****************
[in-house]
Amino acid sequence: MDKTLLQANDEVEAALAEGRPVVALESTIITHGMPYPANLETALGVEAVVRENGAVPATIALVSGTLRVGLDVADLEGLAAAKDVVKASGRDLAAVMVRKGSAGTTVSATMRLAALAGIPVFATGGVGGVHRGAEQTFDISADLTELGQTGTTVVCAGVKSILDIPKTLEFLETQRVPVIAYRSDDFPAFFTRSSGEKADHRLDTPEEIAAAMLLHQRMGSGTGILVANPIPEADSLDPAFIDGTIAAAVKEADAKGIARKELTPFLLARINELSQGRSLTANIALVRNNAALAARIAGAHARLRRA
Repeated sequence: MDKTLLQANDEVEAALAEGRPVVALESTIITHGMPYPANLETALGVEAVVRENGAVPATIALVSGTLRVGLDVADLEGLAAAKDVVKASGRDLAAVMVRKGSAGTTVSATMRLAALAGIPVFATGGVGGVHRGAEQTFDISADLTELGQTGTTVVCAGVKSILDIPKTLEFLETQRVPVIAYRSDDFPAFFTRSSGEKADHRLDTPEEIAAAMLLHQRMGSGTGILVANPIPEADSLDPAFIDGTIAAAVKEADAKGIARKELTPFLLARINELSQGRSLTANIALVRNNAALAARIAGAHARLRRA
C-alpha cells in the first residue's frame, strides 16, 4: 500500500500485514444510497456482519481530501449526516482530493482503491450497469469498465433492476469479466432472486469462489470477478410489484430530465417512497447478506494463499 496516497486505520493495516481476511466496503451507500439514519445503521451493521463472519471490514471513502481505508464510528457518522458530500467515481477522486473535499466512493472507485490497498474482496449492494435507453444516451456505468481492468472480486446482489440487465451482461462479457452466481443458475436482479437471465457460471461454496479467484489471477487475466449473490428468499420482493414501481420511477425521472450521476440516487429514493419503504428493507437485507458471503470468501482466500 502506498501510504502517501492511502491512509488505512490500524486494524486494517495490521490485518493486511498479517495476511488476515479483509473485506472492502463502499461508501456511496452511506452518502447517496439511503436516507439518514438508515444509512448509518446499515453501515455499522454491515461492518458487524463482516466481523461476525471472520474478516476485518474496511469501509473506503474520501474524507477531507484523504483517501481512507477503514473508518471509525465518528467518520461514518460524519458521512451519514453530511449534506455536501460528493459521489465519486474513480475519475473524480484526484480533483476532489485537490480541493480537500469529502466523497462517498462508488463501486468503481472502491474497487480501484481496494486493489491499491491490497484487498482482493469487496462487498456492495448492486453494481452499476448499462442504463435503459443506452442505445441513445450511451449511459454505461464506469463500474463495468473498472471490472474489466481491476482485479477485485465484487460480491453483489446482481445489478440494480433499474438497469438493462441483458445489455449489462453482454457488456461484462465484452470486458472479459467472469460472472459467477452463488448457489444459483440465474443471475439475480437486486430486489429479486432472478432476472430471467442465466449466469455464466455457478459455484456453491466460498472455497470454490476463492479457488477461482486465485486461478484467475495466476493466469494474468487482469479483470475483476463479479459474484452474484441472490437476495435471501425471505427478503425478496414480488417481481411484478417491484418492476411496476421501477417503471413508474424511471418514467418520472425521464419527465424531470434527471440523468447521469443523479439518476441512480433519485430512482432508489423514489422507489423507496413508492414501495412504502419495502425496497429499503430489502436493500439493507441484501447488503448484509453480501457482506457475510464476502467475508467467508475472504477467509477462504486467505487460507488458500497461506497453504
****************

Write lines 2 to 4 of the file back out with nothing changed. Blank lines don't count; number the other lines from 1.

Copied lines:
Amino acid sequence: MDKTLLQANDEVEAALAEGRPVVALESTIITHGMPYPANLETALGVEAVVRENGAVPATIALVSGTLRVGLDVADLEGLAAAKDVVKASGRDLAAVMVRKGSAGTTVSATMRLAALAGIPVFATGGVGGVHRGAEQTFDISADLTELGQTGTTVVCAGVKSILDIPKTLEFLETQRVPVIAYRSDDFPAFFTRSSGEKADHRLDTPEEIAAAMLLHQRMGSGTGILVANPIPEADSLDPAFIDGTIAAAVKEADAKGIARKELTPFLLARINELSQGRSLTANIALVRNNAALAARIAGAHARLRRA
Repeated sequence: MDKTLLQANDEVEAALAEGRPVVALESTIITHGMPYPANLETALGVEAVVRENGAVPATIALVSGTLRVGLDVADLEGLAAAKDVVKASGRDLAAVMVRKGSAGTTVSATMRLAALAGIPVFATGGVGGVHRGAEQTFDISADLTELGQTGTTVVCAGVKSILDIPKTLEFLETQRVPVIAYRSDDFPAFFTRSSGEKADHRLDTPEEIAAAMLLHQRMGSGTGILVANPIPEADSLDPAFIDGTIAAAVKEADAKGIARKELTPFLLARINELSQGRSLTANIALVRNNAALAARIAGAHARLRRA
C-alpha cells in the first residue's frame, strides 16, 4: 500500500500485514444510497456482519481530501449526516482530493482503491450497469469498465433492476469479466432472486469462489470477478410489484430530465417512497447478506494463499 496516497486505520493495516481476511466496503451507500439514519445503521451493521463472519471490514471513502481505508464510528457518522458530500467515481477522486473535499466512493472507485490497498474482496449492494435507453444516451456505468481492468472480486446482489440487465451482461462479457452466481443458475436482479437471465457460471461454496479467484489471477487475466449473490428468499420482493414501481420511477425521472450521476440516487429514493419503504428493507437485507458471503470468501482466500 502506498501510504502517501492511502491512509488505512490500524486494524486494517495490521490485518493486511498479517495476511488476515479483509473485506472492502463502499461508501456511496452511506452518502447517496439511503436516507439518514438508515444509512448509518446499515453501515455499522454491515461492518458487524463482516466481523461476525471472520474478516476485518474496511469501509473506503474520501474524507477531507484523504483517501481512507477503514473508518471509525465518528467518520461514518460524519458521512451519514453530511449534506455536501460528493459521489465519486474513480475519475473524480484526484480533483476532489485537490480541493480537500469529502466523497462517498462508488463501486468503481472502491474497487480501484481496494486493489491499491491490497484487498482482493469487496462487498456492495448492486453494481452499476448499462442504463435503459443506452442505445441513445450511451449511459454505461464506469463500474463495468473498472471490472474489466481491476482485479477485485465484487460480491453483489446482481445489478440494480433499474438497469438493462441483458445489455449489462453482454457488456461484462465484452470486458472479459467472469460472472459467477452463488448457489444459483440465474443471475439475480437486486430486489429479486432472478432476472430471467442465466449466469455464466455457478459455484456453491466460498472455497470454490476463492479457488477461482486465485486461478484467475495466476493466469494474468487482469479483470475483476463479479459474484452474484441472490437476495435471501425471505427478503425478496414480488417481481411484478417491484418492476411496476421501477417503471413508474424511471418514467418520472425521464419527465424531470434527471440523468447521469443523479439518476441512480433519485430512482432508489423514489422507489423507496413508492414501495412504502419495502425496497429499503430489502436493500439493507441484501447488503448484509453480501457482506457475510464476502467475508467467508475472504477467509477462504486467505487460507488458500497461506497453504